Five former National Arts Council members implicated in R300m fund mismanagement

The money was meant to be used to relieve the plight of artists and creatives during the Covid-19 pandemic

27 September 2021 - 15:50
Sport, arts and culture minister Nathi Mthethwa has revealed that among the five members identified, two are 'still around' and three are no longer with the NAC. File photo.
Sport, arts and culture minister Nathi Mthethwa has revealed that among the five members identified, two are 'still around' and three are no longer with the NAC. File photo.
Image: Veli Nhlapo

Five former National Arts Council (NAC) members have been implicated in a R300m funds bungle, arts and culture minister Nathi Mthethwa said on Monday.  

The R300m was meant to be used to relieve the plight of artists and creatives during the Covid-19 pandemic.

The sector was one of the hardest hit by the lockdown regulations as it was forced to shut down. Despite some respite with now-eased restrictions, the industry could again get hit if another wave of the virus hits the country approaching the traditionally lucrative festive season.

The funds in question were part of the Presidential Employment Stimulus Package (PESP), which saw Mthethwa's department receive more than R500m last year.

Mthethwa said after the appointment of a new council in January this year, a NAC external adjudication panel member wrote a letter to him detailing allegations of mismanagement and maladministration of the funds.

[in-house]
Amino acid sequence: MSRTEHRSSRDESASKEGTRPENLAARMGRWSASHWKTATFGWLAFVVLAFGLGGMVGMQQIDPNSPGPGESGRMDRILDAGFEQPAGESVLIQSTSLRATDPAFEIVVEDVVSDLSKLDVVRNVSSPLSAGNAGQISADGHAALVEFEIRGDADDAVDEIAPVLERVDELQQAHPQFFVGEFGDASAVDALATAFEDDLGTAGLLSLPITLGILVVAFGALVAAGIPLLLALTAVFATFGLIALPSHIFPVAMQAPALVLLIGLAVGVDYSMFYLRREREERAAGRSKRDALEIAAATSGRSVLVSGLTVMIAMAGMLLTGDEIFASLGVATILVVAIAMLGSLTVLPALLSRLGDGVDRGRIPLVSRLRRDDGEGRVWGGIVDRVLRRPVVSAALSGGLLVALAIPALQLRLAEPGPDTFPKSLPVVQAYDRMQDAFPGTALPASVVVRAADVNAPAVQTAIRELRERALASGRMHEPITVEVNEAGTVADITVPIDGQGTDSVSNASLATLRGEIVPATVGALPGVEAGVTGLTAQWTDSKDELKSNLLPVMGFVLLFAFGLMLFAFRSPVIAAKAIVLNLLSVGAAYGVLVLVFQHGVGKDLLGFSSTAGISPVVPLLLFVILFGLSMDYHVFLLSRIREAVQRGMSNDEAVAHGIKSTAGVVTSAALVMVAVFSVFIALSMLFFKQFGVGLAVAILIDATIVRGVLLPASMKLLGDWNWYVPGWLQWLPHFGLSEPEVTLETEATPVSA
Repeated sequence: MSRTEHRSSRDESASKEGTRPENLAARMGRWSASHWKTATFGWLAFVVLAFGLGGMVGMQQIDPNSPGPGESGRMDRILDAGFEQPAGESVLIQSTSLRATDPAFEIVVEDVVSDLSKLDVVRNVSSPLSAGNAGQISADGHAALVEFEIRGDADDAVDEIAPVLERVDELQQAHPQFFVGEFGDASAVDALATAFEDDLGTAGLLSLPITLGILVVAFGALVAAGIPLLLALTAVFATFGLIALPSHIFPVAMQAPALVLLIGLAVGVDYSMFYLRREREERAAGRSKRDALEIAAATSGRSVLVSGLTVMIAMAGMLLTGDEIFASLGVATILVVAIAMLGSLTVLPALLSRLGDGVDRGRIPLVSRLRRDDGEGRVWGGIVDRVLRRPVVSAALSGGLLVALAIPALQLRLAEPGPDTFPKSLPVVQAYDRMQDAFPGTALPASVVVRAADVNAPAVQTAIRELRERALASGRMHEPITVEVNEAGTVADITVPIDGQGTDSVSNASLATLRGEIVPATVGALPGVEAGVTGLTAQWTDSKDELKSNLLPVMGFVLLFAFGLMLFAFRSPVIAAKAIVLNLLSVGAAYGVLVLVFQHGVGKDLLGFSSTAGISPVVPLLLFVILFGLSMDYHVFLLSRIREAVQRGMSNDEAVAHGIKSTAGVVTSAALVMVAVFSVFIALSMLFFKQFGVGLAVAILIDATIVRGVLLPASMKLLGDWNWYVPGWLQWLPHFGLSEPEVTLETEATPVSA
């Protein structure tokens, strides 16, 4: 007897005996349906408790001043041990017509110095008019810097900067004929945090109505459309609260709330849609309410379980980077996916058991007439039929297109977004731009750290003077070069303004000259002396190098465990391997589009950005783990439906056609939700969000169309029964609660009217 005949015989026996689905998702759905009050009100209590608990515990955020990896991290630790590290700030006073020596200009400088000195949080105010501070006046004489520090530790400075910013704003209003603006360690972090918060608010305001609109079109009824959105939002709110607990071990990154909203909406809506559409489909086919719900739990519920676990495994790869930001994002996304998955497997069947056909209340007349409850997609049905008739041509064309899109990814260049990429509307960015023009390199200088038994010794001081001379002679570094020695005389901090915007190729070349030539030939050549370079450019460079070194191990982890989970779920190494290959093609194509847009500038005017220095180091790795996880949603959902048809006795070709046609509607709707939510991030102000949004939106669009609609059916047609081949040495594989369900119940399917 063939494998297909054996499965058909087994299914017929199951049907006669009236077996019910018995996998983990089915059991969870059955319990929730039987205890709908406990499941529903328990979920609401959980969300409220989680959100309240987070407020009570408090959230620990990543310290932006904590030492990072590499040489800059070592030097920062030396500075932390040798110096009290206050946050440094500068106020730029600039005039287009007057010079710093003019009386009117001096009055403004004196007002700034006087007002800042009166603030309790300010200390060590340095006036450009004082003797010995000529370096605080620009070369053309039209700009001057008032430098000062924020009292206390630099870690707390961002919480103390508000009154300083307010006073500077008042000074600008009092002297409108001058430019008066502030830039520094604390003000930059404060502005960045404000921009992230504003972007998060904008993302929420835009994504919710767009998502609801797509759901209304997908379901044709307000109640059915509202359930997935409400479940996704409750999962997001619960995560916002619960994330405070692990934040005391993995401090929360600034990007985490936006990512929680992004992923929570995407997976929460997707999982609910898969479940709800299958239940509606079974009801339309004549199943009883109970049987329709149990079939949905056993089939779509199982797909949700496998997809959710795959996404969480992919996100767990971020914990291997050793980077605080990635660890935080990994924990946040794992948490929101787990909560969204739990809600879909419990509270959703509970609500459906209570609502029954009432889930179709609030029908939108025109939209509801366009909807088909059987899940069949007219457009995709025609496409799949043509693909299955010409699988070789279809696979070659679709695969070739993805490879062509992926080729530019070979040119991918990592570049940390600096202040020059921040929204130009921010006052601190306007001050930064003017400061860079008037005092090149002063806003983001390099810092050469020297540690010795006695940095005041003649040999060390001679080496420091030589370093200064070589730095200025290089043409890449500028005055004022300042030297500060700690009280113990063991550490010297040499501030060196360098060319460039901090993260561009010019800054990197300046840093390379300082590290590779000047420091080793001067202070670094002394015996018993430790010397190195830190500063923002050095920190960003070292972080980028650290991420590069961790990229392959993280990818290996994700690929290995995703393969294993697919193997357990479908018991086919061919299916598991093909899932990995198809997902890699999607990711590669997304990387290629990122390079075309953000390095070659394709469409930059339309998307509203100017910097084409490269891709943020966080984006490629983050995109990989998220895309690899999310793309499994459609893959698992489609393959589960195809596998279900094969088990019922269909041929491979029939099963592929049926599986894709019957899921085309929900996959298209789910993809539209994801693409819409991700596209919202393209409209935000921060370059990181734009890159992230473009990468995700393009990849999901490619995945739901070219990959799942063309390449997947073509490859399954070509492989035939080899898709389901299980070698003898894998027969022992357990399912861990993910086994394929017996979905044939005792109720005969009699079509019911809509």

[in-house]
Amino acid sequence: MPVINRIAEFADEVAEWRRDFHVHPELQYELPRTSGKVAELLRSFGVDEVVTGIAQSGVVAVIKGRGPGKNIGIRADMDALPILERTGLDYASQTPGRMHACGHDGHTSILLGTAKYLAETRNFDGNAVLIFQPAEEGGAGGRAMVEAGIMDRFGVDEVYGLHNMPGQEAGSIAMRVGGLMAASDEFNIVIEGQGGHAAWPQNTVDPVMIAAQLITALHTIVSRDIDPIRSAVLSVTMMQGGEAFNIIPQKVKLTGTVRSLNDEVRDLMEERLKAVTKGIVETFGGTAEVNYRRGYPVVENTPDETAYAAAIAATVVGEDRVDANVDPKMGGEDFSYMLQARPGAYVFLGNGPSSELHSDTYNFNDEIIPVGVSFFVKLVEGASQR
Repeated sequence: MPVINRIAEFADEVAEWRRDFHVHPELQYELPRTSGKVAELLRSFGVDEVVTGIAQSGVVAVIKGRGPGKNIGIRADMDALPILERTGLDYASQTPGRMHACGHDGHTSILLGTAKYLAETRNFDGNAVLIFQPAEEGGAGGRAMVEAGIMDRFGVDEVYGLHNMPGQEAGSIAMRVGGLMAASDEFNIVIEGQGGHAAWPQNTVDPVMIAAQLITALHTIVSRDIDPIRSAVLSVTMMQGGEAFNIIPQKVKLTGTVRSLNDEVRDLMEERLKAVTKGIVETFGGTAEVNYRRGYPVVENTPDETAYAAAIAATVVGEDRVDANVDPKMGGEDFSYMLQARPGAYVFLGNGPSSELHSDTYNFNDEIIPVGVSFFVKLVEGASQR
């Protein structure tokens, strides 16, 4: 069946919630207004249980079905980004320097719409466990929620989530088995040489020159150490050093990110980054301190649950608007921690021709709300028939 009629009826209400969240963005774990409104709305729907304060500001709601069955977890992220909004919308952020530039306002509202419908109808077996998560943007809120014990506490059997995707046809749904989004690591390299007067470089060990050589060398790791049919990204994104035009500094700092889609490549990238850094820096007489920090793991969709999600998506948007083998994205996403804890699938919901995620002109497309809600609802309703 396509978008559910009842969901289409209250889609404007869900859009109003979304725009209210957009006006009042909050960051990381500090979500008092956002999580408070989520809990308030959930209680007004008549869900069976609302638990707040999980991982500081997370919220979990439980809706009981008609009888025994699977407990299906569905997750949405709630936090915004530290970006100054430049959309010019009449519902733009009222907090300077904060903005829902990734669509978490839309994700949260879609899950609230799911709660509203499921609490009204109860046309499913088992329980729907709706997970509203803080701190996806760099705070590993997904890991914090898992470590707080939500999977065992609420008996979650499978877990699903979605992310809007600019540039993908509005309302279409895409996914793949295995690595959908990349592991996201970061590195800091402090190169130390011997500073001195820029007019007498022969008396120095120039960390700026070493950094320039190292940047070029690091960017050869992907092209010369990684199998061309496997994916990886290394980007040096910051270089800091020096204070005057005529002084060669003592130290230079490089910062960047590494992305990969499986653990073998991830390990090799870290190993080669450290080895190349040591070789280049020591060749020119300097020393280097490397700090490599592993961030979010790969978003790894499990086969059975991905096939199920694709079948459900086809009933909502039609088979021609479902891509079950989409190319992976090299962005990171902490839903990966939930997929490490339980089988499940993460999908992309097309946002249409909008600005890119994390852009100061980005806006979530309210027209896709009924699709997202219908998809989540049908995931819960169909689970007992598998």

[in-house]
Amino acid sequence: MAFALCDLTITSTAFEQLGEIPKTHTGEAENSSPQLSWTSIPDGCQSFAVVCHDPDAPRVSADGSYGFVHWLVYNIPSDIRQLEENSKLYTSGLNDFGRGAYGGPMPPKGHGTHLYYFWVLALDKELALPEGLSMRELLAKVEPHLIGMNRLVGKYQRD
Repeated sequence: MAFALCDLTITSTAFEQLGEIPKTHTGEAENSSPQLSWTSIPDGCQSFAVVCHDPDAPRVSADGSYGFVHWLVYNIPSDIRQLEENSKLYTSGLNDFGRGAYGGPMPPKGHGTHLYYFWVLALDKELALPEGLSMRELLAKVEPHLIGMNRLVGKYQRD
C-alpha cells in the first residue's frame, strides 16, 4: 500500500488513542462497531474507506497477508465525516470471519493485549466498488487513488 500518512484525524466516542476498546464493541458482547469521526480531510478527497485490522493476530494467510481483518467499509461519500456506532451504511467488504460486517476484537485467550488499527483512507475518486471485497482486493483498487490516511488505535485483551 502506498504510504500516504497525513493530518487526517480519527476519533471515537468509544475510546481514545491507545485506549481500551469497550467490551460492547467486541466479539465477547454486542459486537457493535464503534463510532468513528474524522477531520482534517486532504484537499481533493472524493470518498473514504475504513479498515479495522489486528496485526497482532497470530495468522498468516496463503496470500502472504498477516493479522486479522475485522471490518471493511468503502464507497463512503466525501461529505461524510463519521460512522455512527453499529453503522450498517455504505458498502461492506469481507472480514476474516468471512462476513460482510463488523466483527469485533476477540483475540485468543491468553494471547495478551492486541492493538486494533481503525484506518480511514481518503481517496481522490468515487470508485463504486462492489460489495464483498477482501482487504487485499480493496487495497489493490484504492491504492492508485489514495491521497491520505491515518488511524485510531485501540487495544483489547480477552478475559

After the claims of mismanagement of the PESP, NAC council members launched an independent forensic inquiry on July 29.

The investigation was completed and shared with Mthethwa on September 17. The investigation pointed out wrongdoing, maladministration and mismanagement in the implementing of the stimulus package.

“The report further clearly identifies the individuals responsible and who are to be held accountable,” the minister said.

Mthethwa said among the five NAC officials, two of them were “still around” while three are no longer with the council.

“They violated the National Arts Council act, they violated their own meeting in their own council, where they resolved that they would remain an oversight structure, but they didn’t do that. They went and became adjudicators and got paid for that.

“The two who remain, I have already written to them and given them a week to state their side of the story,” Mthethwa said.

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